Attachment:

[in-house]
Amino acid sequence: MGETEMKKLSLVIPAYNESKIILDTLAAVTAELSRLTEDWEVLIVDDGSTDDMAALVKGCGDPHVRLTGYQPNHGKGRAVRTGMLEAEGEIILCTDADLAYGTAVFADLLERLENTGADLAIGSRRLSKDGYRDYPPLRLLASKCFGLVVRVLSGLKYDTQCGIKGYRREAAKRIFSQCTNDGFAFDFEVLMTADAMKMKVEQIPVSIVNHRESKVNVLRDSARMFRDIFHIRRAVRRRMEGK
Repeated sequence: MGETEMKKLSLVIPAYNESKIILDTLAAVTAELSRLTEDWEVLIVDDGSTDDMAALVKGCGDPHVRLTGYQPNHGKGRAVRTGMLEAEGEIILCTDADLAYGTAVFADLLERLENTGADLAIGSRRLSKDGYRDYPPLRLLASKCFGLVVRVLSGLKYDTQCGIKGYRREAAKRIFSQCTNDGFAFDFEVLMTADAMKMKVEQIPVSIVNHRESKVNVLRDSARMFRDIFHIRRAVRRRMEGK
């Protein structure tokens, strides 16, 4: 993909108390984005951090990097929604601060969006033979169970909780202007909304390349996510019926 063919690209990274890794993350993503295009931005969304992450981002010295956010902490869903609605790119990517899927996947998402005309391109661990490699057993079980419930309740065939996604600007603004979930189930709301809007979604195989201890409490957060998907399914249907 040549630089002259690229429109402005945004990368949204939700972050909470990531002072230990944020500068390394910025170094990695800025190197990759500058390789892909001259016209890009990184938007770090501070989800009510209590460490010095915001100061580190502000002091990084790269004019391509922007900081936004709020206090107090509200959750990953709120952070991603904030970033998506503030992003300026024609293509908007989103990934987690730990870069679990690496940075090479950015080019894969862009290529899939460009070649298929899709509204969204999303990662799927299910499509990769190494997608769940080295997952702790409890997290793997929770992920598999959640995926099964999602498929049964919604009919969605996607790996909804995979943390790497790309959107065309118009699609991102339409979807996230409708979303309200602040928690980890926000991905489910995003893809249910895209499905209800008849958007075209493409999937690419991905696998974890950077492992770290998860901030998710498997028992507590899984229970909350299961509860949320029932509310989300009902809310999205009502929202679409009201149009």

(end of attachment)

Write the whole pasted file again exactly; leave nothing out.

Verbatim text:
[in-house]
Amino acid sequence: MGETEMKKLSLVIPAYNESKIILDTLAAVTAELSRLTEDWEVLIVDDGSTDDMAALVKGCGDPHVRLTGYQPNHGKGRAVRTGMLEAEGEIILCTDADLAYGTAVFADLLERLENTGADLAIGSRRLSKDGYRDYPPLRLLASKCFGLVVRVLSGLKYDTQCGIKGYRREAAKRIFSQCTNDGFAFDFEVLMTADAMKMKVEQIPVSIVNHRESKVNVLRDSARMFRDIFHIRRAVRRRMEGK
Repeated sequence: MGETEMKKLSLVIPAYNESKIILDTLAAVTAELSRLTEDWEVLIVDDGSTDDMAALVKGCGDPHVRLTGYQPNHGKGRAVRTGMLEAEGEIILCTDADLAYGTAVFADLLERLENTGADLAIGSRRLSKDGYRDYPPLRLLASKCFGLVVRVLSGLKYDTQCGIKGYRREAAKRIFSQCTNDGFAFDFEVLMTADAMKMKVEQIPVSIVNHRESKVNVLRDSARMFRDIFHIRRAVRRRMEGK
């Protein structure tokens, strides 16, 4: 993909108390984005951090990097929604601060969006033979169970909780202007909304390349996510019926 063919690209990274890794993350993503295009931005969304992450981002010295956010902490869903609605790119990517899927996947998402005309391109661990490699057993079980419930309740065939996604600007603004979930189930709301809007979604195989201890409490957060998907399914249907 040549630089002259690229429109402005945004990368949204939700972050909470990531002072230990944020500068390394910025170094990695800025190197990759500058390789892909001259016209890009990184938007770090501070989800009510209590460490010095915001100061580190502000002091990084790269004019391509922007900081936004709020206090107090509200959750990953709120952070991603904030970033998506503030992003300026024609293509908007989103990934987690730990870069679990690496940075090479950015080019894969862009290529899939460009070649298929899709509204969204999303990662799927299910499509990769190494997608769940080295997952702790409890997290793997929770992920598999959640995926099964999602498929049964919604009919969605996607790996909804995979943390790497790309959107065309118009699609991102339409979807996230409708979303309200602040928690980890926000991905489910995003893809249910895209499905209800008849958007075209493409999937690419991905696998974890950077492992770290998860901030998710498997028992507590899984229970909350299961509860949320029932509310989300009902809310999205009502929202679409009201149009």